An unexpected, energetic look at world history on sea and land from the bestselling author of Salt and The Basque History of the WorldCod, Mark Kurlansky's third work of nonfiction and winner of the 1999 James Beard Award, is the biography of a single species of fish, but it may as well be a world history with this humble fish as its recurring main character. Cod, it turns out, is the reason Europeans set sail across the Atlantic, and it is the only reason they could. What did the Vikings eat in icy Greenland and on the five expeditions to America recorded in the Icelandic sagas? Cod, frozen and dried in the frosty air, then broken into pieces and eaten like hardtack. What was the staple of the medieval diet? Cod again, sold salted by the Basques, an enigmatic people with a mysterious, unlimited supply of cod. As we make our way through the centuries of cod history, we also find a delicious legacy of recipes, and the tragic story of environmental failure, of depleted fishing stocks where once their numbers were legendary. In this lovely, thoughtful history, Mark Kurlansky ponders the question: Is the fish that changed the world forever changed by the world's folly? "Every once in a while a writer of particular skill takes a fresh, seemingly improbable idea and turns out a book of pure delight. Such is the case of Mark Kurlansky and the codfish." -David McCullough, author of The Wright Brothers and 1776
A charming deep dive into the hidden world of seaweed, filled with fascinating facts and beautiful illustrations of the most sensuous family of water plants.
Seaweed is so familiar, and yet we know so little about it. Even its names--pepper dulse, sea lettuce, bladderwrack--are mystifying.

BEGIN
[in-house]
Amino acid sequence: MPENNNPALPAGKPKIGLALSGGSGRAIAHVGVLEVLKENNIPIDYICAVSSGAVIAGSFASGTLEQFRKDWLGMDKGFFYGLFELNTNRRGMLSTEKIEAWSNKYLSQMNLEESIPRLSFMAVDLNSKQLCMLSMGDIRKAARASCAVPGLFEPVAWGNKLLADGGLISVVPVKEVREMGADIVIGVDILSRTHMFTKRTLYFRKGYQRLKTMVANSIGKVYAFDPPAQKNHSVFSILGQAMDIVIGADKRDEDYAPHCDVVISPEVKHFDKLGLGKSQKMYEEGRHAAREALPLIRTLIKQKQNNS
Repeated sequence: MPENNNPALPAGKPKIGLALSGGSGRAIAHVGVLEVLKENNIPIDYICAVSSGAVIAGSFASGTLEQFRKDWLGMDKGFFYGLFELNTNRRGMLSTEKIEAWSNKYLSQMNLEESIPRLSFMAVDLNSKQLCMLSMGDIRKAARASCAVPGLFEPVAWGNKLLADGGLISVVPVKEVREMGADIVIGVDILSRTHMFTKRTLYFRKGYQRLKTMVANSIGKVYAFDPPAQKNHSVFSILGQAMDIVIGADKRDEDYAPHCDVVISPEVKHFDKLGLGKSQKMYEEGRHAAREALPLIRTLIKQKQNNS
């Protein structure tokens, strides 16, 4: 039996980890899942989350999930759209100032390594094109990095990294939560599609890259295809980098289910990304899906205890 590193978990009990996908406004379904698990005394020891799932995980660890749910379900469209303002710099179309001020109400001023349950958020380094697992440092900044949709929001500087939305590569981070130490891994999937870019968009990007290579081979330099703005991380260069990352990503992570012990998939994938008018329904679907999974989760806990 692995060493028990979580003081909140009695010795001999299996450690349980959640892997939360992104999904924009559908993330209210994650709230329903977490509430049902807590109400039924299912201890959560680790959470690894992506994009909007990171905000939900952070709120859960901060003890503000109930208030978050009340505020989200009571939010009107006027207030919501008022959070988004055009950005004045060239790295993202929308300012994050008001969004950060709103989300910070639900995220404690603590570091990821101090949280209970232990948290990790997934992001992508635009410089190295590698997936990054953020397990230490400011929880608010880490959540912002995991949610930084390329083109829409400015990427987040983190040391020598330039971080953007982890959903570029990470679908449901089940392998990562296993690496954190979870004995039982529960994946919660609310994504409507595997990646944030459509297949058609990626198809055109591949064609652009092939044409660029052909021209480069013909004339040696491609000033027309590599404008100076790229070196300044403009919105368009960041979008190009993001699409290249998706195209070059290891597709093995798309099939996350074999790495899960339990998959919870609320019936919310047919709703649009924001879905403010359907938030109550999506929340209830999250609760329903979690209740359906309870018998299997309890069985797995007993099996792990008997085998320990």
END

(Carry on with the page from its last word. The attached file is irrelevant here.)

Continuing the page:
In this exquisitely illustrated portrait, poet and artist Miek Zwamborn shares discoveries of seaweed's history, culture, and science. We encounter its medicinal and gastronomic properties and long history of human use, from the Neolithic people of the Orkney islands to sushi artisans in modern Japan. We find seaweed troubling Columbus on his voyages across the Atlantic and intriguing Humboldt in the Sargasso Sea. We follow its inspiration for artists from Hokusai to Matisse, its collection by Victorians as pressed specimens in books, its adoption into fashion and dance, and its potential for combating climate change, as a sustainable food source and a means of reducing methane emissions in cattle.
And, of course, we learn how to eat seaweed, through a fabulous series of recipes based around these "truffles of the seas."
A New York Times BestsellerInspired by a profound experience swimming with wild dolphins off the coast of Maui, Susan Casey set out on a quest to learn everything she could about these creatures. Her journey takes her from a community in Hawaii known as "Dolphinville," where the animals are seen as the key to spiritual enlightenment, to the dark side of the human-cetacean relationship at marine parks and dolphin-hunting grounds in Japan and the Solomon Islands, to the island of Crete, where the Minoan civilization lived in harmony with dolphins, providing a millennia-old example of a more enlightened coexistence with the natural world. Along the way, Casey recounts the history of dolphin research and introduces us to the leading marine scientists and activists who have made it their life's work to increase humans' understanding and appreciation of the wonder of dolphins--the other intelligent life on the planet.
A comprehensive new look at the great white shark.
Great White Shark covers all aspects of this great but sadly misunderstood ocean predator. There are three sections: Portrait of the Great White; Searching for the Great White; and Requiem for the Great White? Together they describe shark biology and behavior (some of it previously unknown, such as hunting in groups) and describe how researchers and conservationists study and protect sharks.
The last section considers the plight of the shark and paints an accurate portrait of this remarkable creature. It also surveys the deadly dangers faced by great white sharks, such as finning and ocean garbage. More than 100 dramatic photographs of sharks fill the book.
Four experts -- underwater photographer Fr d ric Buyle, oceanographer Catherine Vadon, marine zoologist Michael Scholl, and marine biologist Bernard S ret -- reflect on the future of the species now living on borrowed time.
Great White Shark is an exciting new chapter in shark research.